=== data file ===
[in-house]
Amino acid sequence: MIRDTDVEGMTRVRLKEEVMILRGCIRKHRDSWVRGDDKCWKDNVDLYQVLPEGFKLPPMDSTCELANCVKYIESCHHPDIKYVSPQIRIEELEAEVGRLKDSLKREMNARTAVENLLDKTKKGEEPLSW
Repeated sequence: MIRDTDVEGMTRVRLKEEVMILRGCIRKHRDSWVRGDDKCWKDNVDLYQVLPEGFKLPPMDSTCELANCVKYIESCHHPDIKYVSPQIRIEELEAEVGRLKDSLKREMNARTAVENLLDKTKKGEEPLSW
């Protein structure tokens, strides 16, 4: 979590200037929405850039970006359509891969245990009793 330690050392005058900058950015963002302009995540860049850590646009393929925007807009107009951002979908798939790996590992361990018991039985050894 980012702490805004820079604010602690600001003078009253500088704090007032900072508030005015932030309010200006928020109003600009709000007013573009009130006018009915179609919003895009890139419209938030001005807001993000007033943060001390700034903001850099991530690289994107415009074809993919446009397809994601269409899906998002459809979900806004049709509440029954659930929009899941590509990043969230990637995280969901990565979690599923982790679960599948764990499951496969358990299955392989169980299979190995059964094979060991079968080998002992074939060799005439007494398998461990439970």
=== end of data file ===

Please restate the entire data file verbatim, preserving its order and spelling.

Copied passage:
[in-house]
Amino acid sequence: MIRDTDVEGMTRVRLKEEVMILRGCIRKHRDSWVRGDDKCWKDNVDLYQVLPEGFKLPPMDSTCELANCVKYIESCHHPDIKYVSPQIRIEELEAEVGRLKDSLKREMNARTAVENLLDKTKKGEEPLSW
Repeated sequence: MIRDTDVEGMTRVRLKEEVMILRGCIRKHRDSWVRGDDKCWKDNVDLYQVLPEGFKLPPMDSTCELANCVKYIESCHHPDIKYVSPQIRIEELEAEVGRLKDSLKREMNARTAVENLLDKTKKGEEPLSW
């Protein structure tokens, strides 16, 4: 979590200037929405850039970006359509891969245990009793 330690050392005058900058950015963002302009995540860049850590646009393929925007807009107009951002979908798939790996590992361990018991039985050894 980012702490805004820079604010602690600001003078009253500088704090007032900072508030005015932030309010200006928020109003600009709000007013573009009130006018009915179609919003895009890139419209938030001005807001993000007033943060001390700034903001850099991530690289994107415009074809993919446009397809994601269409899906998002459809979900806004049709509440029954659930929009899941590509990043969230990637995280969901990565979690599923982790679960599948764990499951496969358990299955392989169980299979190995059964094979060991079968080998002992074939060799005439007494398998461990439970």